In his poem 1916, Y.B. Yates wrote describing the Easter Rebellion “All changed, changed utterly: A terrible beauty is born” to describe that watershed moment in Irish history. Yates, and most of us, attribute that pivotal moment to MacDonagh, MacBride, Connolly and Pearse. Yates, however, could not anticipate, and many of us do not remember the change that would be brought about by another man: Thomas Ashe.
Ashe was born in 1885 in the village of Lispole, County Kerry. Educated in the nearby town of Dingle and subsequently at the De La Salle College in Waterford, Ashe would become a National School Teacher and take a position as a Principal at Corduff National School in Lusk County Dublin. He was a popular teacher and a dedicated member of the Gaelic League and GAA. Ashe was active in the Dublin community, founding the award-winning Lusk Black Raven Pipe Band as well as Round Towers Lusk GFHC in 1906.
Ashe was also an active member in the Irish Republican Brotherhood, and his enthusiasm and determination to secure Ireland’s freedom quickly gained him attention. He was selected to go to America on a fundraising trip in 1914 where he met with Irish American leaders such as John Devoy. Back home in Ireland, he recruited men from the Lusk community in preparation for Irelands fight for freedom. As he approached everything in life, he was energetic and scrupulous in their preparation. His efforts would have dramatic effect.
During the Rising of 1916, Ashe commanded the Fingle Battalion of the Irish Volunteers. It was the only unit to be engaged outside of urban Dublin and one of the few that met with unqualified military success. Though severely outnumbered, Ash and his men captured the RIC barracks in Swords, Garristown and Ashbourne capturing vital arms and ammunition. Ashe’s command successfully demolished the Great Northern railway bridge; disrupting the movement of British troops and supplies that were attempting to reinforce crown forces engaged against volunteers in the capital. Ashe’s unconventional guerrila tactics, dividing his forces into columns making his forces appear to be larger than the numerically supeior British forces they were engaging, foreshadowed the tactics that would be employed so famously and successfully in later years by Dan Breen and Sean Hogan. Never beaten in the field, Ashe and his command surrendered to British forces at the order of Padrig Pearse with the collapse of the rising.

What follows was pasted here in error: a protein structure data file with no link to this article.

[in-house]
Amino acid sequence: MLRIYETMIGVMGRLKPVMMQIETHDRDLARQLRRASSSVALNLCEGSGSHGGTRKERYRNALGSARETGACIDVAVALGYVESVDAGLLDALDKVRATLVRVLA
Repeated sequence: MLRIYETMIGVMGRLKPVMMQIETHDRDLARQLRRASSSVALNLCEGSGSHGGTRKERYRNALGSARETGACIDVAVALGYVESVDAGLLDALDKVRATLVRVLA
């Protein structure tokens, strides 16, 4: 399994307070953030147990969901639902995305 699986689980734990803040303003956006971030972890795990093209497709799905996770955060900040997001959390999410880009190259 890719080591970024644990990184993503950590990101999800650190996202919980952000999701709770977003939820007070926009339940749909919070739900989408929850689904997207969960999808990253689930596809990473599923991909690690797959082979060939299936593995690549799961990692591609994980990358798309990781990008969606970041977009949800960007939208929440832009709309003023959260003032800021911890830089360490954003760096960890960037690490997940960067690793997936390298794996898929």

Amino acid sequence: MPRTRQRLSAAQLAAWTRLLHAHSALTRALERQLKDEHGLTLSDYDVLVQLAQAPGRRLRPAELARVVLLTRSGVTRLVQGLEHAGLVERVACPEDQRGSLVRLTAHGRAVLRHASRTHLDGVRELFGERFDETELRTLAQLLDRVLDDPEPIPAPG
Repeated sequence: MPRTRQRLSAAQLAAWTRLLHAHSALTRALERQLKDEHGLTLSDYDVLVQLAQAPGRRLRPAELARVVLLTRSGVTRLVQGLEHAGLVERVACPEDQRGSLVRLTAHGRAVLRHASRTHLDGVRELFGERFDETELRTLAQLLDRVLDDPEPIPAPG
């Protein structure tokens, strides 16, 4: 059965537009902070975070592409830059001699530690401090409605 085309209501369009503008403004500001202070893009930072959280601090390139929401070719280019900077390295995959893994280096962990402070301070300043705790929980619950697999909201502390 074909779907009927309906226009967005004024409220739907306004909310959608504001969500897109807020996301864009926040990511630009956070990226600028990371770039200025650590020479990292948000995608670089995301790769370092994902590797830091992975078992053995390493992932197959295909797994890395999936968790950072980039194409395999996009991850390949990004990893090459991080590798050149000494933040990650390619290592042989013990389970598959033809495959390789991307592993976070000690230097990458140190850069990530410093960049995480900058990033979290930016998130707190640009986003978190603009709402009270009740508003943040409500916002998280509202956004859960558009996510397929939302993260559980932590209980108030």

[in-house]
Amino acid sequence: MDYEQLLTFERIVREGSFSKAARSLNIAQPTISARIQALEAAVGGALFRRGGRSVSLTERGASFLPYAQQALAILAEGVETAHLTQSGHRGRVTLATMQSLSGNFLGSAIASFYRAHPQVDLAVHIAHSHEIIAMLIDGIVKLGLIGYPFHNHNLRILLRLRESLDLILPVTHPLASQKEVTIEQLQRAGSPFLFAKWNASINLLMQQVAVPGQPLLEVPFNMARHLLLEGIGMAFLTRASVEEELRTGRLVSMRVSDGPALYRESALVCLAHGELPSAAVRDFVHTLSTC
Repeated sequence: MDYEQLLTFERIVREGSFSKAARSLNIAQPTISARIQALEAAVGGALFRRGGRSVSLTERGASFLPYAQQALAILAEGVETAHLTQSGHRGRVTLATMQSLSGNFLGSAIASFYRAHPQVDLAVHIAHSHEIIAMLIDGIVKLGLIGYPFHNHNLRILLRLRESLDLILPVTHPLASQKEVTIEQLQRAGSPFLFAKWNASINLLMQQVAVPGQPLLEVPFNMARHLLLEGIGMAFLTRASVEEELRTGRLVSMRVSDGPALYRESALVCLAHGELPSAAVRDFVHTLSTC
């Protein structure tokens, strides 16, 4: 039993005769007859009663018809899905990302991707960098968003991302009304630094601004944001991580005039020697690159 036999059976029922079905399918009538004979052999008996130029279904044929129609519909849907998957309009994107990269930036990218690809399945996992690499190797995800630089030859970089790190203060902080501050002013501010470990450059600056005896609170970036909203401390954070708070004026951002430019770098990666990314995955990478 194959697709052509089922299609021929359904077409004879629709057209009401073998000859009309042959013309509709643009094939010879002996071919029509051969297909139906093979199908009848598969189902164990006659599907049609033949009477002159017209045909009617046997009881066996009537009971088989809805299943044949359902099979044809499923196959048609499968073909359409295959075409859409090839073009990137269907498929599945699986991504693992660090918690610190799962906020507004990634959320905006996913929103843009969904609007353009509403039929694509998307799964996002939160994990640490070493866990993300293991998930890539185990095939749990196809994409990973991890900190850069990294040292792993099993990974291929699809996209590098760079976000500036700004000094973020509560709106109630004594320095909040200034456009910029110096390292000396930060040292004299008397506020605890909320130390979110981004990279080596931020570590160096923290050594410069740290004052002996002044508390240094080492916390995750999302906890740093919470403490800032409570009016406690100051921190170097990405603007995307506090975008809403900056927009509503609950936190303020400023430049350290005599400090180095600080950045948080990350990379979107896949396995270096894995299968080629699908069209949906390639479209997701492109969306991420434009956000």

Ashe was tried by court martial and initially sentenced to be executed. This was later commuted to imprisonment in response to the world outcry in reaction to the execution of the leaders of 1916. Ashe was imprisoned with Eamon de Valera in Lewes prison where he quickly gained attention as a leader in continuing Ireland’s struggle for freedom and he was elected President of the Supreme Council of the IRB while still imprisoned. However, fate would intervene cutting short Ashe’s potential.
Released as part of a general amnesty in 1917, Ashe returned to Ireland. He was quickly rearrested under the notorious “Defense of the Realm Act” for “seditious speech” at a gathering in County Longford; it was now illegal for Irish men and women to even speak of freedom in their own land. Ashe was again tried by court martial and imprisoned in the infamous Mountjoy jail. Though convicted of political crimes by a military court, Ashe and his fellow republican prisoners were denied political status and treated as common criminals. Ashe and his comrades immediately began a hunger strike.